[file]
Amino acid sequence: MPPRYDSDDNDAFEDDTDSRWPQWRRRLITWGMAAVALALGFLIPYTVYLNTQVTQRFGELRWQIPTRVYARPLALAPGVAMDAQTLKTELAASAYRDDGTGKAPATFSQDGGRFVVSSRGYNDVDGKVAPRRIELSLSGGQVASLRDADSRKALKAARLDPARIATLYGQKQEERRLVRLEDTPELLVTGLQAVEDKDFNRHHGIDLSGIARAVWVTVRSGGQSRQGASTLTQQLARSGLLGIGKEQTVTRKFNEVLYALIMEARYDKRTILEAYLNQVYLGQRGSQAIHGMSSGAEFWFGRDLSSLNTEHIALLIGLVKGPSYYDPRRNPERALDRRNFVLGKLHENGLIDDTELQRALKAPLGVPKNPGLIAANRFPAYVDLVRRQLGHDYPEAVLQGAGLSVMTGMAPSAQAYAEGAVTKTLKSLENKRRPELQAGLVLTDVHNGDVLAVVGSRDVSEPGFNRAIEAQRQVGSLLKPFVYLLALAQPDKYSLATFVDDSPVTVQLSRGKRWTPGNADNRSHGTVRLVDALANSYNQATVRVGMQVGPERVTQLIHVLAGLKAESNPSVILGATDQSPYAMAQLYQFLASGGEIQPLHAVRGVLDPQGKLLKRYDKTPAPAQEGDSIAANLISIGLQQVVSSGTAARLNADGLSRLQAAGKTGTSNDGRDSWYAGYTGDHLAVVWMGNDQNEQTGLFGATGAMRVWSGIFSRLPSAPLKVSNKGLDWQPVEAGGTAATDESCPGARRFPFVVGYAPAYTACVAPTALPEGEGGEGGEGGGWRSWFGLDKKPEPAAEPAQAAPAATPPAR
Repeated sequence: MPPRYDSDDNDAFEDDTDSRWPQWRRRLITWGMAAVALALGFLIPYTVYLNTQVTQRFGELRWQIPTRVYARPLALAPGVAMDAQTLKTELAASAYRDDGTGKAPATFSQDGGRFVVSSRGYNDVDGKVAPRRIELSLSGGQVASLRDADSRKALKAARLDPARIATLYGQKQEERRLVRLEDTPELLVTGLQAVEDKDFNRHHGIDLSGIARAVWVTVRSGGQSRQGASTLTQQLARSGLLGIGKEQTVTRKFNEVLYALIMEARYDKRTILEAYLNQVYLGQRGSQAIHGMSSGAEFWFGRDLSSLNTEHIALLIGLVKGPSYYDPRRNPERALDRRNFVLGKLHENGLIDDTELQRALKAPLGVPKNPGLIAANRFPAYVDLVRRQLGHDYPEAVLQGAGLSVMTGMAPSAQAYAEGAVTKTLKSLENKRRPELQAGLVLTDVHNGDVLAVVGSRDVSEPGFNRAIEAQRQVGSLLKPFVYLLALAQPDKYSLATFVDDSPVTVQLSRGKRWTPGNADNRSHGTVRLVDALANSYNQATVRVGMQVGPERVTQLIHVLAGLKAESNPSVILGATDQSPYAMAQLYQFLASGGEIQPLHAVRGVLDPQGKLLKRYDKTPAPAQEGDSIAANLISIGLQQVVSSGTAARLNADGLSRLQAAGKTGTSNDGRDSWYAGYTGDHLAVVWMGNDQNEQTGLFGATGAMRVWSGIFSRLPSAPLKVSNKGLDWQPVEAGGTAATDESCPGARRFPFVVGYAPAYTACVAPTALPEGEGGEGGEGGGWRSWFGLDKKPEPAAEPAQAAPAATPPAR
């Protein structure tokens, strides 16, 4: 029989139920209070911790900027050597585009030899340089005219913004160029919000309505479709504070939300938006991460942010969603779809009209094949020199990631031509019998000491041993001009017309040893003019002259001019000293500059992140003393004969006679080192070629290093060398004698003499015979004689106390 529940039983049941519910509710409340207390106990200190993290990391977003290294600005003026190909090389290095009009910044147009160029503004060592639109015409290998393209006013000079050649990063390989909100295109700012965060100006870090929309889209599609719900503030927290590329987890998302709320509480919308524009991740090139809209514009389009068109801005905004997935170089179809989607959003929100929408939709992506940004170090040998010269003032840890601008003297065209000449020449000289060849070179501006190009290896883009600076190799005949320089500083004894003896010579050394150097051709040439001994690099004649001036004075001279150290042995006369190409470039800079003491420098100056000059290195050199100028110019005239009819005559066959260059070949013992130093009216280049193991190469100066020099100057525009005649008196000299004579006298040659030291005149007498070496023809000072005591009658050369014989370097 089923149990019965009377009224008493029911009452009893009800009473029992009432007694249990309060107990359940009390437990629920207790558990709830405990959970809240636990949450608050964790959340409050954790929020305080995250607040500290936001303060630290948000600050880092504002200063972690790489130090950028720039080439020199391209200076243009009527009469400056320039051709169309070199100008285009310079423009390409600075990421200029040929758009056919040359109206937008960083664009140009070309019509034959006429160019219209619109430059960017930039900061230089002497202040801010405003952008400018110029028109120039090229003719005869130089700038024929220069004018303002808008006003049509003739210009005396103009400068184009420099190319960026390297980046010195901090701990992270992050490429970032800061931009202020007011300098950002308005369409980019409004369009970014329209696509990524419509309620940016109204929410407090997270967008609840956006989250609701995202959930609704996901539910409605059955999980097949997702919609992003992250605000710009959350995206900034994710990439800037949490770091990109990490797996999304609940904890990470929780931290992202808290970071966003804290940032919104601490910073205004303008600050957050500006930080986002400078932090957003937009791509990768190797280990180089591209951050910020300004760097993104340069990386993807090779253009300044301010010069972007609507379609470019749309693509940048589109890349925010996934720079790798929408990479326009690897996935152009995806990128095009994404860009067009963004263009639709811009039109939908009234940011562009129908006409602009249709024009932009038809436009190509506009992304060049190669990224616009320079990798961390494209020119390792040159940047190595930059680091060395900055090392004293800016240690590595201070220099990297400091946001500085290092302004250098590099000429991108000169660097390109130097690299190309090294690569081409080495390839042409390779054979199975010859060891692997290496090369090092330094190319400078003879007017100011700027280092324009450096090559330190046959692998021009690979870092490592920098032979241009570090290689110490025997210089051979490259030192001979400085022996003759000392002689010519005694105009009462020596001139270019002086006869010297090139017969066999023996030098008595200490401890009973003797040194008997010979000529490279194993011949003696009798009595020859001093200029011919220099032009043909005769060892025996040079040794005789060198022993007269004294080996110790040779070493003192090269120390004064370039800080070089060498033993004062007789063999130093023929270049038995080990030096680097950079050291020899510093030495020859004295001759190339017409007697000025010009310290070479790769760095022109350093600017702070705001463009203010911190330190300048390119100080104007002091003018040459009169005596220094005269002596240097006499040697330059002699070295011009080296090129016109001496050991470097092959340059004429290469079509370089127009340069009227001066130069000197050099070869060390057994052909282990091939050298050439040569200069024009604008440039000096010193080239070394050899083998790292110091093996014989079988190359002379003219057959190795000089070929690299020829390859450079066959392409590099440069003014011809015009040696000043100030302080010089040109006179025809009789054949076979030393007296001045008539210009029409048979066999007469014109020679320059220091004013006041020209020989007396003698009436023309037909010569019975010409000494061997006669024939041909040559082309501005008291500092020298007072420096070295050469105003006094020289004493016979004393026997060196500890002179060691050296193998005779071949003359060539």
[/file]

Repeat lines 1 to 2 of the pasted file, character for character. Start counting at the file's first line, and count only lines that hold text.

Amino acid sequence: MPPRYDSDDNDAFEDDTDSRWPQWRRRLITWGMAAVALALGFLIPYTVYLNTQVTQRFGELRWQIPTRVYARPLALAPGVAMDAQTLKTELAASAYRDDGTGKAPATFSQDGGRFVVSSRGYNDVDGKVAPRRIELSLSGGQVASLRDADSRKALKAARLDPARIATLYGQKQEERRLVRLEDTPELLVTGLQAVEDKDFNRHHGIDLSGIARAVWVTVRSGGQSRQGASTLTQQLARSGLLGIGKEQTVTRKFNEVLYALIMEARYDKRTILEAYLNQVYLGQRGSQAIHGMSSGAEFWFGRDLSSLNTEHIALLIGLVKGPSYYDPRRNPERALDRRNFVLGKLHENGLIDDTELQRALKAPLGVPKNPGLIAANRFPAYVDLVRRQLGHDYPEAVLQGAGLSVMTGMAPSAQAYAEGAVTKTLKSLENKRRPELQAGLVLTDVHNGDVLAVVGSRDVSEPGFNRAIEAQRQVGSLLKPFVYLLALAQPDKYSLATFVDDSPVTVQLSRGKRWTPGNADNRSHGTVRLVDALANSYNQATVRVGMQVGPERVTQLIHVLAGLKAESNPSVILGATDQSPYAMAQLYQFLASGGEIQPLHAVRGVLDPQGKLLKRYDKTPAPAQEGDSIAANLISIGLQQVVSSGTAARLNADGLSRLQAAGKTGTSNDGRDSWYAGYTGDHLAVVWMGNDQNEQTGLFGATGAMRVWSGIFSRLPSAPLKVSNKGLDWQPVEAGGTAATDESCPGARRFPFVVGYAPAYTACVAPTALPEGEGGEGGEGGGWRSWFGLDKKPEPAAEPAQAAPAATPPAR
Repeated sequence: MPPRYDSDDNDAFEDDTDSRWPQWRRRLITWGMAAVALALGFLIPYTVYLNTQVTQRFGELRWQIPTRVYARPLALAPGVAMDAQTLKTELAASAYRDDGTGKAPATFSQDGGRFVVSSRGYNDVDGKVAPRRIELSLSGGQVASLRDADSRKALKAARLDPARIATLYGQKQEERRLVRLEDTPELLVTGLQAVEDKDFNRHHGIDLSGIARAVWVTVRSGGQSRQGASTLTQQLARSGLLGIGKEQTVTRKFNEVLYALIMEARYDKRTILEAYLNQVYLGQRGSQAIHGMSSGAEFWFGRDLSSLNTEHIALLIGLVKGPSYYDPRRNPERALDRRNFVLGKLHENGLIDDTELQRALKAPLGVPKNPGLIAANRFPAYVDLVRRQLGHDYPEAVLQGAGLSVMTGMAPSAQAYAEGAVTKTLKSLENKRRPELQAGLVLTDVHNGDVLAVVGSRDVSEPGFNRAIEAQRQVGSLLKPFVYLLALAQPDKYSLATFVDDSPVTVQLSRGKRWTPGNADNRSHGTVRLVDALANSYNQATVRVGMQVGPERVTQLIHVLAGLKAESNPSVILGATDQSPYAMAQLYQFLASGGEIQPLHAVRGVLDPQGKLLKRYDKTPAPAQEGDSIAANLISIGLQQVVSSGTAARLNADGLSRLQAAGKTGTSNDGRDSWYAGYTGDHLAVVWMGNDQNEQTGLFGATGAMRVWSGIFSRLPSAPLKVSNKGLDWQPVEAGGTAATDESCPGARRFPFVVGYAPAYTACVAPTALPEGEGGEGGEGGGWRSWFGLDKKPEPAAEPAQAAPAATPPAR